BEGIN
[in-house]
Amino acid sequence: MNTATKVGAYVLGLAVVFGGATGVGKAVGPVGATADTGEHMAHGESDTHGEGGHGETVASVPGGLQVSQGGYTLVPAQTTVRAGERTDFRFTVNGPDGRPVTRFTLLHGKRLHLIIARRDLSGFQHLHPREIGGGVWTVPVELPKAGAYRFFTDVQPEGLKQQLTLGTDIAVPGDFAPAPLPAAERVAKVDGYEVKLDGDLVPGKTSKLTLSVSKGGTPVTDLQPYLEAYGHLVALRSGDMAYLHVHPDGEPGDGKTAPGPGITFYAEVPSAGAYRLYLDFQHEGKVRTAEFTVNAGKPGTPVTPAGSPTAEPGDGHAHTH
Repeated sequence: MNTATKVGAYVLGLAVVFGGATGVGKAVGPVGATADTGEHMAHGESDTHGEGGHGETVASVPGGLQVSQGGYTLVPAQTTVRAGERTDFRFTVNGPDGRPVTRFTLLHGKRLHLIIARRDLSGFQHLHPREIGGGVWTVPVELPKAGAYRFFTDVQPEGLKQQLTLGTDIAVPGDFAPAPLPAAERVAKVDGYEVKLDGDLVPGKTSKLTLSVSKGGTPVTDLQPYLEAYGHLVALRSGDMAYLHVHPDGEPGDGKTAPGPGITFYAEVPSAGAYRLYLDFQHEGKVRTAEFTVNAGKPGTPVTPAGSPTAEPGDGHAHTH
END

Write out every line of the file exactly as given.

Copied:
[in-house]
Amino acid sequence: MNTATKVGAYVLGLAVVFGGATGVGKAVGPVGATADTGEHMAHGESDTHGEGGHGETVASVPGGLQVSQGGYTLVPAQTTVRAGERTDFRFTVNGPDGRPVTRFTLLHGKRLHLIIARRDLSGFQHLHPREIGGGVWTVPVELPKAGAYRFFTDVQPEGLKQQLTLGTDIAVPGDFAPAPLPAAERVAKVDGYEVKLDGDLVPGKTSKLTLSVSKGGTPVTDLQPYLEAYGHLVALRSGDMAYLHVHPDGEPGDGKTAPGPGITFYAEVPSAGAYRLYLDFQHEGKVRTAEFTVNAGKPGTPVTPAGSPTAEPGDGHAHTH
Repeated sequence: MNTATKVGAYVLGLAVVFGGATGVGKAVGPVGATADTGEHMAHGESDTHGEGGHGETVASVPGGLQVSQGGYTLVPAQTTVRAGERTDFRFTVNGPDGRPVTRFTLLHGKRLHLIIARRDLSGFQHLHPREIGGGVWTVPVELPKAGAYRFFTDVQPEGLKQQLTLGTDIAVPGDFAPAPLPAAERVAKVDGYEVKLDGDLVPGKTSKLTLSVSKGGTPVTDLQPYLEAYGHLVALRSGDMAYLHVHPDGEPGDGKTAPGPGITFYAEVPSAGAYRLYLDFQHEGKVRTAEFTVNAGKPGTPVTPAGSPTAEPGDGHAHTH